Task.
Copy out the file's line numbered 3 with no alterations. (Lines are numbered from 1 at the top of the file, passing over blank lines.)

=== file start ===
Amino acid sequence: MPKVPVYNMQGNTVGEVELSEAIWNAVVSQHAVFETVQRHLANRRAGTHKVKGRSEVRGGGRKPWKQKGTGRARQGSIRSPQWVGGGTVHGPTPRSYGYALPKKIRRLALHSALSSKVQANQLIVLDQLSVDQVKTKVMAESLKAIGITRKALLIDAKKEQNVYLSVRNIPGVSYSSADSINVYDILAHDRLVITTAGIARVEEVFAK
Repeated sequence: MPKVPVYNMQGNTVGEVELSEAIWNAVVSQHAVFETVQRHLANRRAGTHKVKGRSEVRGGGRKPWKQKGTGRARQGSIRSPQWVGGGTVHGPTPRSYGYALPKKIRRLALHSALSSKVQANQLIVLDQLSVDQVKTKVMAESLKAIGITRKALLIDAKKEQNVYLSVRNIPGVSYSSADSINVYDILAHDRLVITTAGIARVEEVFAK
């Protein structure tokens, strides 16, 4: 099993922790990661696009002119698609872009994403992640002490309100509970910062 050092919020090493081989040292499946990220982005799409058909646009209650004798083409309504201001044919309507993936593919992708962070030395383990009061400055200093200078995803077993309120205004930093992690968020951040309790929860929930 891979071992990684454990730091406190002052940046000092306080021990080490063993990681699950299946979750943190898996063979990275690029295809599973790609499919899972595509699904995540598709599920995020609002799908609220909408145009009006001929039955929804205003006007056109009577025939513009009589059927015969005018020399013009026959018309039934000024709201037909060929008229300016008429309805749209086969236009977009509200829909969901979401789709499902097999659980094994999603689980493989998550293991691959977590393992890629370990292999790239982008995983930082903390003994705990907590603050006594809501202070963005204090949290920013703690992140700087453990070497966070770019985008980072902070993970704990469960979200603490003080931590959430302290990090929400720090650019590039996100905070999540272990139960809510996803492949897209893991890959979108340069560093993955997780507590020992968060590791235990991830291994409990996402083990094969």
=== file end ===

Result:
């Protein structure tokens, strides 16, 4: 099993922790990661696009002119698609872009994403992640002490309100509970910062 050092919020090493081989040292499946990220982005799409058909646009209650004798083409309504201001044919309507993936593919992708962070030395383990009061400055200093200078995803077993309120205004930093992690968020951040309790929860929930 891979071992990684454990730091406190002052940046000092306080021990080490063993990681699950299946979750943190898996063979990275690029295809599973790609499919899972595509699904995540598709599920995020609002799908609220909408145009009006001929039955929804205003006007056109009577025939513009009589059927015969005018020399013009026959018309039934000024709201037909060929008229300016008429309805749209086969236009977009509200829909969901979401789709499902097999659980094994999603689980493989998550293991691959977590393992890629370990292999790239982008995983930082903390003994705990907590603050006594809501202070963005204090949290920013703690992140700087453990070497966070770019985008980072902070993970704990469960979200603490003080931590959430302290990090929400720090650019590039996100905070999540272990139960809510996803492949897209893991890959979108340069560093993955997780507590020992968060590791235990991830291994409990996402083990094969």